Texas reports first human case of avian influenza A (H5N1) in 2024

The H5N1 virus infects birds, causing high fever and mortality rates. Very rarely is human transmission seen. One such case has been reported in Texas.

The Texas Department of State Health Services confirmed the first human case of novel avian influenza A (H5N1) after exposure to infected dairy cattle.

Avian influenza threat among cattle

Symptoms of avian influenza include fever, cough, sore throat, runny nose, fatigue, eye redness (conjunctivitis), diarrhea and nausea.

Bird flu symptoms in humans

Direct contact and culling with infected poultry resulted in a human case in Colorado in 2022.

Infected poultry in Colorado

The Centers for Disease Control and Prevention (CDC) maintains a low-risk assessment for H5N1 bird flu among the general public but urges caution for people exposed to infected birds.

Avian flu risk remains low for humans

Bird flu, which largely affects poultry birds, can affect some of the domestic animals, too.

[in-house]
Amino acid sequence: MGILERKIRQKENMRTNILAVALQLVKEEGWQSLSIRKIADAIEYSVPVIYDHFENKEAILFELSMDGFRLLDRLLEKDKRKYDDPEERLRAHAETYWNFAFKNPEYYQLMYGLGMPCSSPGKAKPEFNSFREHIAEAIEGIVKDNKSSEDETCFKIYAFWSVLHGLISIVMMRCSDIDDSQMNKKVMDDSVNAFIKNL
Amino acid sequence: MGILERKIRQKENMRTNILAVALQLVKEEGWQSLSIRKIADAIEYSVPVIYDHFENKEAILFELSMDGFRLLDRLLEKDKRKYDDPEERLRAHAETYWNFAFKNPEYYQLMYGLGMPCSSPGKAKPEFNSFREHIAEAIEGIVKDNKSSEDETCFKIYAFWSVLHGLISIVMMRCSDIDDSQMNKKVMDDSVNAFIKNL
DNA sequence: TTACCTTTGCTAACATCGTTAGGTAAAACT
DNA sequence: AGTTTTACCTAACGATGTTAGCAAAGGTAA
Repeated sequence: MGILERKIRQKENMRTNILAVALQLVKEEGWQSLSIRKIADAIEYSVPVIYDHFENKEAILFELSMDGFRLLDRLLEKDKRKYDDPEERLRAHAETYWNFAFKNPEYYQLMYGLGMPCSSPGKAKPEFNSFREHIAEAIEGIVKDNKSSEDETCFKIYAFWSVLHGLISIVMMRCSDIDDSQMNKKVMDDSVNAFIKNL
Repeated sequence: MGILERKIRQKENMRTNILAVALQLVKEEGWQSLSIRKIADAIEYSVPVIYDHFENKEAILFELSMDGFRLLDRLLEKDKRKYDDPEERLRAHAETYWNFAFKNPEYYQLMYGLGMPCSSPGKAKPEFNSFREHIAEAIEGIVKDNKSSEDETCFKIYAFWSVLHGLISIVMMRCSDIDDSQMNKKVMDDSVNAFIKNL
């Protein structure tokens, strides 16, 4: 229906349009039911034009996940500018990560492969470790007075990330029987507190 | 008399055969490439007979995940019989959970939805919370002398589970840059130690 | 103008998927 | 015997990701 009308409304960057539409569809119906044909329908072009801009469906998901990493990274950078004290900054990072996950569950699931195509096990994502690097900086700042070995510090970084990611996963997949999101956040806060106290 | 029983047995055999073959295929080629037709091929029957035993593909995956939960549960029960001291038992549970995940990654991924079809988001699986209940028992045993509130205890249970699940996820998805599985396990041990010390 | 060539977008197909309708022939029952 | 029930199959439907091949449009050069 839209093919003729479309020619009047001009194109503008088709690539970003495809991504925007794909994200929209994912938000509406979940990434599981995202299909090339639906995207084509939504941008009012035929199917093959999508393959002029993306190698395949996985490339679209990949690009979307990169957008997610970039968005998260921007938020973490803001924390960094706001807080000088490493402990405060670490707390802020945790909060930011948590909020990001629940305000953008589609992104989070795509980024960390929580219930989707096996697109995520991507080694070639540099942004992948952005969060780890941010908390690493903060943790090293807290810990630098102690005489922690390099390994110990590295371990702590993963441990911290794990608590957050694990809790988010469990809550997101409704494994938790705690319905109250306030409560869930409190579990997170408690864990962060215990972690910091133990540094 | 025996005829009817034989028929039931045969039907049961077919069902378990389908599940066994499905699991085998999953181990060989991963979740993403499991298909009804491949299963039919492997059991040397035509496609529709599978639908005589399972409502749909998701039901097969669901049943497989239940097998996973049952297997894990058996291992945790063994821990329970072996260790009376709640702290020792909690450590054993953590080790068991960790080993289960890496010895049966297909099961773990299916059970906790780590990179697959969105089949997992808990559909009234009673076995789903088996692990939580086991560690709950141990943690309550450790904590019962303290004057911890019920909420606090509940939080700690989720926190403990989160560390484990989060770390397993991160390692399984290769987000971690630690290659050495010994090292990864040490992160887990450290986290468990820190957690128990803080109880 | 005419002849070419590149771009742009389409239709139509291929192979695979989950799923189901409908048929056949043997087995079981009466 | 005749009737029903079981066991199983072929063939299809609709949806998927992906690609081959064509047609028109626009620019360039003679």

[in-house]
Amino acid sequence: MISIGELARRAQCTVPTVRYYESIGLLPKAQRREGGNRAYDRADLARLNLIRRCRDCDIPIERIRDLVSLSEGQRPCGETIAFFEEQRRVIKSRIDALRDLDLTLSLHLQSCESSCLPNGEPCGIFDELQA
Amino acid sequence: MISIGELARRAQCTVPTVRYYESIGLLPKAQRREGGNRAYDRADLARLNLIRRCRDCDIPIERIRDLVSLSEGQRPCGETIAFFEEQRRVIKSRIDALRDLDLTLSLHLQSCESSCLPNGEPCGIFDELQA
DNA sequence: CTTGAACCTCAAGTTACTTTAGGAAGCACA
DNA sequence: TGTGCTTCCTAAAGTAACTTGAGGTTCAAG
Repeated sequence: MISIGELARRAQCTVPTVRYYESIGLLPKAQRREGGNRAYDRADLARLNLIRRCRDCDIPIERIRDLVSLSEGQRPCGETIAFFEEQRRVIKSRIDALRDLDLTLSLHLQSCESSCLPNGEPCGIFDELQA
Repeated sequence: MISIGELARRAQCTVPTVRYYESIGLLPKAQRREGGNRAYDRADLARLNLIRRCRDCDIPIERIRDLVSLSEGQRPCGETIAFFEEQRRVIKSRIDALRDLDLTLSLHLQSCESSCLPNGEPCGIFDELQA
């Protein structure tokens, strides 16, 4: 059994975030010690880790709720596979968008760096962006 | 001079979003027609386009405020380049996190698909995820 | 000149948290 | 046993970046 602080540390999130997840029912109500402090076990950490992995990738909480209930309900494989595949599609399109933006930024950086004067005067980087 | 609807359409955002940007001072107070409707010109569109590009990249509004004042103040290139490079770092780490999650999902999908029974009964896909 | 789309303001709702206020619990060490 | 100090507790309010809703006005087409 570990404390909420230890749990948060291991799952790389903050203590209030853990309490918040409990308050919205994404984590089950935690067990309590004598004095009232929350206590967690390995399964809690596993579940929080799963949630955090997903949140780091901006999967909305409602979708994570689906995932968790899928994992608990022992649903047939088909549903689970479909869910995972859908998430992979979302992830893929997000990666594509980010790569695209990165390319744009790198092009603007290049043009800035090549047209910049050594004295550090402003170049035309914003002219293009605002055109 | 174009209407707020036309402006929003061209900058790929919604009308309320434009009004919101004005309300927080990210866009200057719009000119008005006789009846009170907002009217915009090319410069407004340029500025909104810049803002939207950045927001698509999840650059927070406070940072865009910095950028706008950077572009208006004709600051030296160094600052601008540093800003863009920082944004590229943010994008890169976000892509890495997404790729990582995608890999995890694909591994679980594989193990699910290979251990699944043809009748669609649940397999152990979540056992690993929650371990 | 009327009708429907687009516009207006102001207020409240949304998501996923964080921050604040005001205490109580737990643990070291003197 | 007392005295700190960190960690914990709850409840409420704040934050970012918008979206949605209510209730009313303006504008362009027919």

Bird flu seen in domestic animals too

The US Department of Agriculture has confirmed the avian flu influenza in dairy herd in New Mexico.

Bird flu seen in dairy herd in New Mexico

Centers for Disease Control and Prevention (CDC) says, due to  pasteurization, commercial dairy products are not a health risk.

Commercial milk, not a risk

Uncooked or food products, such as unpasteurized (raw) milk or cheese made from raw milk, can pose a risk to those with HPAI A (H5N1) virus infection.

Avoid uncooked food and unpasteurised milk products

Human infections are linked to the highly pathogenic H5N1 virus and the bird flu virus (H7N9). Those infected with the virus must be monitored for 10 days after exposure to the symptoms.

Bird flu outbreak remains low, but heed caution

Avian flu: Caution must, fear not